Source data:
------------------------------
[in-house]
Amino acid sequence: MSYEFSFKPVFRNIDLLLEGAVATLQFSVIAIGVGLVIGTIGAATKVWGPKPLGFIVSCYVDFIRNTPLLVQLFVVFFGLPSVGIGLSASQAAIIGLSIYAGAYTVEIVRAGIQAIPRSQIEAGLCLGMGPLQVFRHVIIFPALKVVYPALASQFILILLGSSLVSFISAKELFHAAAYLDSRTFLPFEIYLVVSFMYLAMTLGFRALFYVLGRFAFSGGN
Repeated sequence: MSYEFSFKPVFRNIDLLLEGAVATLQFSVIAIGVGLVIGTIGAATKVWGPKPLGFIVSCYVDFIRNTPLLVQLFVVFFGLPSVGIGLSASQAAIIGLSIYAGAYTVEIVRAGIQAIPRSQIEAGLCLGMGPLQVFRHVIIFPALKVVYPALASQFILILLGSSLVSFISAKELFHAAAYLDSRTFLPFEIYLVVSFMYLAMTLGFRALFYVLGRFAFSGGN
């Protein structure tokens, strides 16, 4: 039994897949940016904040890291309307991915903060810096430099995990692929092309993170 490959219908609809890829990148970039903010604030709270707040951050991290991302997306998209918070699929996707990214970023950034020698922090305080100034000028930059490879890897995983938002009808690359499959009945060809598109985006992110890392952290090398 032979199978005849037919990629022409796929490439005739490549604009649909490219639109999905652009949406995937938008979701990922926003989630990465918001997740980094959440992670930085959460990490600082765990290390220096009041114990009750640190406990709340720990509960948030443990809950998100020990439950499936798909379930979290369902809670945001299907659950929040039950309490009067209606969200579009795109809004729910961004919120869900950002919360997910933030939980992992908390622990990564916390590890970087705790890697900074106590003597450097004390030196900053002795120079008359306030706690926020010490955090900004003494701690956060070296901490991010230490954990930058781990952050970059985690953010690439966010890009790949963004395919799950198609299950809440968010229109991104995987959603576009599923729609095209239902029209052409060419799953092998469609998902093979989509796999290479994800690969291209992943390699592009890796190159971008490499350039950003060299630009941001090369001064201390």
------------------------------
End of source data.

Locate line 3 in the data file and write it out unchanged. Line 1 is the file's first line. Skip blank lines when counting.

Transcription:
Repeated sequence: MSYEFSFKPVFRNIDLLLEGAVATLQFSVIAIGVGLVIGTIGAATKVWGPKPLGFIVSCYVDFIRNTPLLVQLFVVFFGLPSVGIGLSASQAAIIGLSIYAGAYTVEIVRAGIQAIPRSQIEAGLCLGMGPLQVFRHVIIFPALKVVYPALASQFILILLGSSLVSFISAKELFHAAAYLDSRTFLPFEIYLVVSFMYLAMTLGFRALFYVLGRFAFSGGN